“While cow inventories have increased in the last couple of years, the flow of cull cows is not expected to increase until the second half of 2016,” Steiner said. “At this point there is more interest from end users looking to cover needs for late March, April and early May. Some large end-users likely have covered some of their forward positions but there are also plenty of smaller processors/manufacturers who liquidated inventories following the sharp price correction last fall.”
The tendency so far has been to stay short bought but market participants also recognise that:
a) domestic cow supplies are not going to recover in the very near term
b) fed cattle futures may be much lower than a year ago – but so is the value of lean/extra lean beef trimmings. To count on continued weakness into the spring may not be very prudent, Steiner suggested. “A rude reminder of what happens when you are short is the spike in the price of 50CL beef trimmings in January, and
c) supplies of imported beef coming into the US in the first half of 2016 will be much lower than what was seen last year or even in 2014. This remains supportive of the overall lean beef complex and will contribute to a tighter spread between domestic and imported lean.
Australian Slaughter and Exports
MLA is currently forecasting a steep drop in Australian slaughter in 2016 and 2017, driven largely by a dramatic drop in cattle inventories, Steiner noted.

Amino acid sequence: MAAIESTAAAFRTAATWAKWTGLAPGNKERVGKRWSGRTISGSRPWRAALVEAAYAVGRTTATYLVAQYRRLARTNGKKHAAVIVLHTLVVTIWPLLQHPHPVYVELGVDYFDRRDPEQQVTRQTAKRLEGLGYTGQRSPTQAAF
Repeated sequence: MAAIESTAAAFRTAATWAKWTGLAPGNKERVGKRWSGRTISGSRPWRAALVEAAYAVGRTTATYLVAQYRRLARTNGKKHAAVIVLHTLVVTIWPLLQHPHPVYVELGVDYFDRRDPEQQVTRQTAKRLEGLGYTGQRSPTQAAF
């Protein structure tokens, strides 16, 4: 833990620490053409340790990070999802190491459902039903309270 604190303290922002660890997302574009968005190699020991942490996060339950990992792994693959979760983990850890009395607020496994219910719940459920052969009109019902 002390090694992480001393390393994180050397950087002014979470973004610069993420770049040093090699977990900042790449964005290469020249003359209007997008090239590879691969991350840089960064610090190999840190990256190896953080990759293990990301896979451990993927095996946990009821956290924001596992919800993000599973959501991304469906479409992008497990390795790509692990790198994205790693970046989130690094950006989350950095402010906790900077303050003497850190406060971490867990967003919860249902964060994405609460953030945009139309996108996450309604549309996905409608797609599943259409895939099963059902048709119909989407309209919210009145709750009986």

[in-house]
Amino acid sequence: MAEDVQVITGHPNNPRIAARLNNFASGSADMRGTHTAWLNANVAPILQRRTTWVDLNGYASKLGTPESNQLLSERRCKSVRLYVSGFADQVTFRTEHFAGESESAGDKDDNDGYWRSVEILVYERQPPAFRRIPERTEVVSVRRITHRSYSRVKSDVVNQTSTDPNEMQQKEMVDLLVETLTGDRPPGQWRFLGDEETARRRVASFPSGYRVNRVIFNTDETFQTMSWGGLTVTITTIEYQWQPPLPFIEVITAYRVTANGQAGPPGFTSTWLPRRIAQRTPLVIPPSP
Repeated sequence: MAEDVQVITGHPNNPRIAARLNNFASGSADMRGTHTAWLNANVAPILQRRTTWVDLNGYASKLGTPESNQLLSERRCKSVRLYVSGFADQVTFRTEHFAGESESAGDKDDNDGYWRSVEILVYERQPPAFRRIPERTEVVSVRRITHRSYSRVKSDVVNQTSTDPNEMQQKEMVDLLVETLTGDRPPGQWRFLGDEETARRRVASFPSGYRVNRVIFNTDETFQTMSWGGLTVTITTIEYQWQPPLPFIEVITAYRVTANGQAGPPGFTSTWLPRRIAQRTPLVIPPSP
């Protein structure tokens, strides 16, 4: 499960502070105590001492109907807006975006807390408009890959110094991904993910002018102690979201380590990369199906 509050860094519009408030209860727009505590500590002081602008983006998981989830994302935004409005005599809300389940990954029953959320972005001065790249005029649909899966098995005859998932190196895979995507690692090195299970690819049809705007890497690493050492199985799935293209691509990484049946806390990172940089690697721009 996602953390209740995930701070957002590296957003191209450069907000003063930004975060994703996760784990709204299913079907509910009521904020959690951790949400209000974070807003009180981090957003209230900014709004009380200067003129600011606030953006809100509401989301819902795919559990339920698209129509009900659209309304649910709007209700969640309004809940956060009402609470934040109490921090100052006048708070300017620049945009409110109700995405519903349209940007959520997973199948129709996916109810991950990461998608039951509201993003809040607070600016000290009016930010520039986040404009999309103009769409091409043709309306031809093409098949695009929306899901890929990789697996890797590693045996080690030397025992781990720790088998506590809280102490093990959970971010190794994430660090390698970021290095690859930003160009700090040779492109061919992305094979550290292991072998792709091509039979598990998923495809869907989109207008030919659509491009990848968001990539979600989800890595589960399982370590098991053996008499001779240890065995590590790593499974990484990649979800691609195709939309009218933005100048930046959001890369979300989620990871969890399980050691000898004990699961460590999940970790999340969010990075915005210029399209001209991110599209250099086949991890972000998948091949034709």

“As US imported beef market participants well know, there is a very strong correlation between Australian slaughter and overall Australian exports. The relationship is not that strong between slaughter and shipments to the US, especially over the long-term because other factors, especially currency and relative prices, will impact the flow of product. Using a rolling three-month average of slaughter and exports to eliminate some of the seasonal impacts, the relationship between Australian slaughter and exports is extremely tight. Sharp declines in slaughter should lead to a notable decline in Australian beef shipments in 2016.
A 15pc decline in Australian slaughter for the period Feb-Apr would imply average monthly slaughter of around 88,000 tonnes. Last year, monthly slaughter during those three months averaged 114,316t and in 2014, those same three months averaged 101,269t.
Likely trends in this year’s exports to US
Much of the increase in Australian exports in 2014 and 2015 was absorbed by the US market.
As Australia’s export volumes this year decline, it would make sense that shipments to the US will also be down, Steiner suggested.
“We still expect the US market to account for 28-32pc of Australian exports during this period. Using our 88,000t average figure, this would imply monthly shipments to the US of around 24,600-28,160t. February monthly exports already are projected at a little over 26,000t, falling in the middle of that range.
“This figure can move around, in part because slaughter may not decline by 15pc. However, bigger declines in slaughter could make it increasingly difficult to maintain the level of shipments that US customer market participants have become accustomed to in the last few years,” Steiner said.